CHEYENNE, Wyo. (AP) -- A beetle epidemic that's killing trees across the Rocky Mountain region has taken an especially heavy toll on whitebark pine trees in the Yellowstone ecosystem, according to preliminary findings of a recent aerial survey.

The six weeks of flights this summer covered 2.5 million acres of whitebark forests in 21 mountain ranges in the 22-million-acre Yellowstone ecosystem. The survey involved the National Park Service, the U.S. Forest Service and the environmental group Natural Resources Defense Council.

Up to now, aerial surveys conducted by the Forest Service have focused primarily on documenting beetle damage among the lower-elevation species.

"We knew the impact was huge. But we really didn't have a good feel of the true extent," said Jesse Logan, a retired forest service beetle expert who helped coordinate the survey.

Beetles have all but wiped out some whitebark forests, including along the east side of Yellowstone National Park, researchers said.

The demise of the high-elevation forests has implications that include the survival of grizzly bears and the ability of mountain ranges to hold snow and supply water for farming, ranching and municipal use, said Louisa Willcox, of the council in Livingston, Mont.

The council has a petition pending before the U.S. Fish and Wildlife Service to list the whitebark pine as endangered.

"We're watching the collapse of an ecosystem in less than a decade. And it's Yellowstone," Willcox said.

Whitebark pines thrive in higher, colder and windier environments than other trees in the Rockies. They can live 1,000 years or more.

But for a century, whitebark pines in the Rockies have been suffering from blister rust, a nonnative fungus species from Europe. The trees also seem especially vulnerable to beetles, and some whitebark forests, including the Avalanche Peak area near the east entrance to Yellowstone, are now all but wiped out.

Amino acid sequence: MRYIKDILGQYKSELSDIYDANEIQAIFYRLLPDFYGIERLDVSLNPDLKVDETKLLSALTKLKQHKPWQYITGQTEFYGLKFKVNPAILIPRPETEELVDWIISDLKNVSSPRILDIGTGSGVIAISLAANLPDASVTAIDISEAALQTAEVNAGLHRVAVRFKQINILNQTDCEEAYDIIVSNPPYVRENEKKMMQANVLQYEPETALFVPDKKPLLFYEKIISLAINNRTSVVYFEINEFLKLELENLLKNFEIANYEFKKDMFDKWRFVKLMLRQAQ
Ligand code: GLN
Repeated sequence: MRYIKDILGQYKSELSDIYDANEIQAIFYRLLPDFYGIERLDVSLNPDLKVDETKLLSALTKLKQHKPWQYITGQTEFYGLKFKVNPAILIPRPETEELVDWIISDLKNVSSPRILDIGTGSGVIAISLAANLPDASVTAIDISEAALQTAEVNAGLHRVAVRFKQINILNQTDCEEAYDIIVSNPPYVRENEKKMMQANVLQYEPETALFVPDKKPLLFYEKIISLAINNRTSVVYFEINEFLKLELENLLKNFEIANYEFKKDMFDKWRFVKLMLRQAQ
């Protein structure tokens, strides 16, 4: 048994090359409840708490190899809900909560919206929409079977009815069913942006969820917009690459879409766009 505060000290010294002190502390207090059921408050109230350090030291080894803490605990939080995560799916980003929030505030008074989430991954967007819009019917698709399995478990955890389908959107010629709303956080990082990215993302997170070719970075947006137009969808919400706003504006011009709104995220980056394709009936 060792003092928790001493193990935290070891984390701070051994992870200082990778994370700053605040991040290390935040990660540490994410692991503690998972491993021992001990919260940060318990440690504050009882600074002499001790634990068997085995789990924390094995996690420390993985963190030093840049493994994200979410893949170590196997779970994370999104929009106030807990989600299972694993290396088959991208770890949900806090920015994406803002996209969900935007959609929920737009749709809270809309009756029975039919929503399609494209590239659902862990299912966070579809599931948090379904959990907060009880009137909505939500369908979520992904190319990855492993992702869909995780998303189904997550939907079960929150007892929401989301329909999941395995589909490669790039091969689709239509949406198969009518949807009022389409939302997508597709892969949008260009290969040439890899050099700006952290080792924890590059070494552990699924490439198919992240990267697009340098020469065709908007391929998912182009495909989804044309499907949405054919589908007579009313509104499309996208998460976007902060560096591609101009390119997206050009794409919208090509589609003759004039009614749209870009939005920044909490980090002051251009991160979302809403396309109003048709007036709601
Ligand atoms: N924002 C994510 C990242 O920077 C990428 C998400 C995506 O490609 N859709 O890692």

"Essentially every cone-bearing tree is gone in those areas," said Logan.

Other mountain ranges in the Yellowstone region with high whitebark pine mortality -- up to 70 percent -- include the Absaroka and Gros Ventre ranges in Wyoming and Gravelly Range in Montana, said Willcox.

The aerial survey also showed that whitebark pines in some areas, such as Montana's Beartooth Plateau and the central part of Wyoming's Wind River Range, have remained relatively unscathed, said Wally Macfarlane, a geographic information system/photogrammetry specialist with GEO/Graphics Inc. in Logan, Utah.

Macfarlane, who helped plan the aerial survey, suggested those areas could be studied to find out why those trees have survived.

The results of the survey won't figure into the council's endangered species petition. The U.S. Fish and Wildlife Service, for the time being, is only looking at whether the information in the petition warrants review, said Ann Belleman, a Fish and Wildlife biologist in Cody.

The service will decide next year whether to take a more detailed look at listing the species, she said.

Detailed findings from the aerial study, which included taking thousands of photos and piecing them together into mosaic maps, are expected to be released in early January.

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